We all know that. But apparently, it was forgotten many times during this movie. Like in the sub-plot (not mentioned above) when the Enterprise crashes. The dome on the roof of the bridge shatters – but canon states that glass hasn’t been used for centuries. It is really transparent aluminium – and aluminium don’t shatter. Or like the fact that when Scotty came out of transporter suspension in that TNG episode with the Dyson Sphere, he was expecting to find Kirk – even though according to Generations, he was there when Kirk ‘died’. Or also like the fact that the El-Aurian refugees that are rescued at the beginning (thus setting up the whole storyline) only became refugees after fleeing the Borg (we already learned this from TNG). But they never mentioned the Borg, and so we remained in blissful ignorance of this xenophobic race of assimilating machines for a whole century? It just doesn’t make sense.
Thoughts: There are a number of ways to view this movie. You can view it as a light piece of sci-fi fluffiness, and no doubt it serves well at that level. You can view it from the Command Chair of the Trek-Master, looking at all the scientific and canonical errors that really are strewn throughout the movie with liberal abandon, and vow never to watch the thing again for fear of retinal burning. Or you can look at it like I do – as a turning point in the movie saga. It’s a roundabout.
The thing about roundabouts, is that some carry on straight, others turn. You’ve got to let those already on the roundabout leave, and those approaching the roundabout take their place. And you’ve got to understand the priorities.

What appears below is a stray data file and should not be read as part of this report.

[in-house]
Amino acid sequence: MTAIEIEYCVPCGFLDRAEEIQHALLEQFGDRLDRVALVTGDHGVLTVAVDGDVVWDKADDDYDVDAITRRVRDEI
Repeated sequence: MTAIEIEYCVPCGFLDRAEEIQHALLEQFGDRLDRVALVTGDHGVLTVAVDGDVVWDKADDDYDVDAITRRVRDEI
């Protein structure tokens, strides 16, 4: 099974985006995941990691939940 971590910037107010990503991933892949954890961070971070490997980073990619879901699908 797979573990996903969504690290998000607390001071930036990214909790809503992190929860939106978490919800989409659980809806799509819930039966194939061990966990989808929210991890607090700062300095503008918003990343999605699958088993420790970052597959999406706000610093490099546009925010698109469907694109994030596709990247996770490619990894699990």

It’s the same with Generations. Kirk and Co couldn’t go on forever, movie after movie. They were simply getting too old to be the action heroes we all knew and loved. And so, this movie serves as a way to move them on with respect and a final swansong, and allow the new guys their chance of making the jump to Odeon-space.
The Next Generation team pretty much act as if this is an extended, big-budget episode of the show. And as a fan of the show, that’s perfectly fine for me. Where Generations falls down is that an episode’s worth of material doesn’t always stretch to movie-length in terms of pace and excitement, so what they did was effectively run two plots simultaneously – there’s the main plot referenced above, and a sub-plot with the rest of the crew battling Klingons – a battle they win but at terrible cost, when the Enterprise saucer section ends up crashing into the planet. The second on-screen movie destruction of a ship called Enterprise is done much more graphically than it was at the end of The Search For Spock , and on the whole works well visually, transparent aluminium notwithstanding. This mixing of the two plots is disjointed on occasion, and whilst I know why it was done, merging the two plots seems clumsy at times.
But this isn’t really a movie that can be assessed on technical terms. It’s all about the handover from Kirk to Picard, and the two Captains perform their roles very well. Shatner shows elements of humour seen so clearly in The Voyage Home, and combines this with enough action and drive that you’re reminded of the young man from the 60s. Stewart also gets to run about and fight – something he often missed out on during the TNG run – and overlays this with the stoicism and grittiness that was his hallmark. The two work well together, and even for a die-hard TNG fan, Kirk’s final moments are close to tear-inducing.
Was the baton handed over with panache? Well, the movie was commercially successful, and led ultimately to First Contact (about which we will talk next time) so on that level it worked. It may not be the best Trek movie by some distance, but for me, it’s the best odd-numbered one so far…..